In Brief: The latest Statistics Canada report shows Nova Scotia has doubled the number of immigrants in just over a decade. However, AIMS acting President Charles Cirtwill says that’s not enough and more must be done in order to replace workers in an aging province.
Nova Scotia isn’t exactly rolling out the red carpet for immigrants but the province is starting to recognize their importance, the acting president of a Halifax think-tank said Tuesday.
“If you take a look at the numbers . . . some of the efforts we’ve done over the last decade or so seem to be paying off,” said Charles Cirtwill of the Atlantic Institute for Market Studies.
“We haven’t necessarily put the welcome mat out, but at least we’ve found it in the closet and know where it is.”
Mr. Cirtwill was reacting to data from the immigration and citizenship section of the 2006 census, which Statistics Canada released to the public on Tuesday.
According to the results, Nova Scotia welcomed 6,900 immigrants from 2001 to 2006, up 2,455 from the 2000 national survey and 3,360 from 1995.
Premier Rodney MacDonald and Immigration Minister Len Goucher were both quick to point to those figures Tuesday, stating that the number of immigrants arriving in Nova Scotia has nearly doubled in a little over a decade. That’s a “dramatic increase” in immigration, the premier told reporters.
Mr. Cirtwill said the stats show both “good news and bad news.”
The numbers are indeed rising, he said, but the province is “well down the totem pole in terms of actually having a lot of immigrants kicking around in our community,” especially when compared to cities across the country.
“That’s going to be problem-atic going forward, because, of course, native-born Nova Scotians are getting older,” Mr. Cirtwill said.
The census indicates immigrants make up only 7.4 per cent of the population in the Halifax area. That’s up from 6.9 per cent in 2000 but it’s nowhere near the 45.7 per cent in Toronto, 39.6 per cent in Vancouver and 20.6 per cent in Montreal.
Mr. Cirtwill said Nova Scotia needs to keep working on attracting and keeping immigrants by promoting the province more actively in target countries, removing barriers to work and study, and integrating services that make immigrants feel more at home.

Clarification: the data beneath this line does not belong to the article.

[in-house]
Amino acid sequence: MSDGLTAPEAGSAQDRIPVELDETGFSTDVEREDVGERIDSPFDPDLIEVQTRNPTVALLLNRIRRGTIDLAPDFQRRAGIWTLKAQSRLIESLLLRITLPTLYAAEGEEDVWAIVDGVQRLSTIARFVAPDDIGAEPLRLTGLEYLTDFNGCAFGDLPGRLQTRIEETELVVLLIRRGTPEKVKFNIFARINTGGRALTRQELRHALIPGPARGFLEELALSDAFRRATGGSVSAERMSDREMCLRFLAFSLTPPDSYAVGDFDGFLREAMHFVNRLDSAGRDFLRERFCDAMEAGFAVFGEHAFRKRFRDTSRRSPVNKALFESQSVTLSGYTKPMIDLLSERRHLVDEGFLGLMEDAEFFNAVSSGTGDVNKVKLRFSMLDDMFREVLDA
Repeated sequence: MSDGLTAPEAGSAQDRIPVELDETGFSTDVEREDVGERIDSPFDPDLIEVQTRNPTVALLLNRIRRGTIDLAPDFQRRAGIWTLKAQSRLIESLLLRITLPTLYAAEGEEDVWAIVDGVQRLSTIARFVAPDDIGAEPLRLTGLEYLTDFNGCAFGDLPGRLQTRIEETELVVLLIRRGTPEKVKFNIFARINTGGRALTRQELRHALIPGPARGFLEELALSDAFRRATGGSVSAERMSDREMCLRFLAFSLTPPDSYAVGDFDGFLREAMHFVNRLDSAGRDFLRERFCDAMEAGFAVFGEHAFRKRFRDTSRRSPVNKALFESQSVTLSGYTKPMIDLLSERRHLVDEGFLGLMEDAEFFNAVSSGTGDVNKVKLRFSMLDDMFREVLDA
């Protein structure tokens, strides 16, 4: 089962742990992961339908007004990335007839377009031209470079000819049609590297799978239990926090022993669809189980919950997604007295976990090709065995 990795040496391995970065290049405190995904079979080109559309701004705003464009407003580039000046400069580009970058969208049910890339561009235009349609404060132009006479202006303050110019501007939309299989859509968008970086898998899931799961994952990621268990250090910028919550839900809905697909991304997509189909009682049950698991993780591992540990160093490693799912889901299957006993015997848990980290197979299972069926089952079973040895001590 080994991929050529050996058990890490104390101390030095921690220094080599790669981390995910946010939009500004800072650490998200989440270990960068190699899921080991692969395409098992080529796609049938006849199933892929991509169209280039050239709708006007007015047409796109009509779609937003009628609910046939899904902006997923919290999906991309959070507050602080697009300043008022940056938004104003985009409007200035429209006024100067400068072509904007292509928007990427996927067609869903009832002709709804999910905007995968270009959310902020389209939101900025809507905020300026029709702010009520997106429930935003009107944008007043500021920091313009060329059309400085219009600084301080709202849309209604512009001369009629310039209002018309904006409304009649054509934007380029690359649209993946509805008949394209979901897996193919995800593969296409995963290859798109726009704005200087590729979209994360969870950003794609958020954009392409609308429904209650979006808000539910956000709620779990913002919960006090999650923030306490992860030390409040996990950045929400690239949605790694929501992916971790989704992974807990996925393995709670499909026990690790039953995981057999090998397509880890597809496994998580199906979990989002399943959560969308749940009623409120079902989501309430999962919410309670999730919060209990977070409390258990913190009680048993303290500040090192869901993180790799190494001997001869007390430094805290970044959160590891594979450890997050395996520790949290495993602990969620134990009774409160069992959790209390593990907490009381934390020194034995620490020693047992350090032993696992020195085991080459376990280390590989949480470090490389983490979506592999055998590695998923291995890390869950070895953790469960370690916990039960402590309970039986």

“We need to do a lot better job . . . convincing traditional communities to be a little bit more welcoming,” Mr. Cirtwill said.
He emphasized that some positive steps have been made, including the recent removal of the limit on the provincial nominee program. The federal and provincial governments removed the cap when they signed a new immigration agreement.
“We’ve made lots of progress in that area but we can always do more,” Mr. Cirtwill said.
Mr. Goucher said he is pleased with the progress thus far but recognizes that immigrant retention is still a problem.
“It’s one thing to attract immigrants with the program. It’s another thing to ensure that they stay,” he said.
Liberal Leader Stephen McNeil heaped criticism on the government’s handling of immigration, in particular the business mentorship program.
In October, the province quietly announced it was offering $100,000 refunds to up to 600 immigrants who had yet to start the program. Those who have completed the program aren’t getting any refunds.
“Here we have a government that has been going around telling Nova Scotians that they have been open and welcoming to immigrants,” Mr. McNeil said Tuesday. “At the same time, they are taking $130,000 out of their pockets, tarnishing (Nova Scotia’s) reputation around the world, and their strategy isn’t working.”
Madine VanderPlaat, director of the Atlantic Metropolis Centre and also a Saint Mary’s University professor, said this region needs to create meaningful employment and provide social and community supports for our immigrants.
“The province knows that immigration is going to be incredibly important to maintaining the population of Atlantic Canada — otherwise we’re going to start going in a downward spiral,” Ms. VanderPlaat said Tuesday.
The Canadian Press reported Tuesday that “Canada’s population growth will be almost entirely dependent on immigration by 2030 and communities that don’t attract new Canadians may see steady declines in population.”
One in five Canadians and one in 20 Nova Scotians are foreign-born. Most immigrants come from the United Kingdom, the United States and China.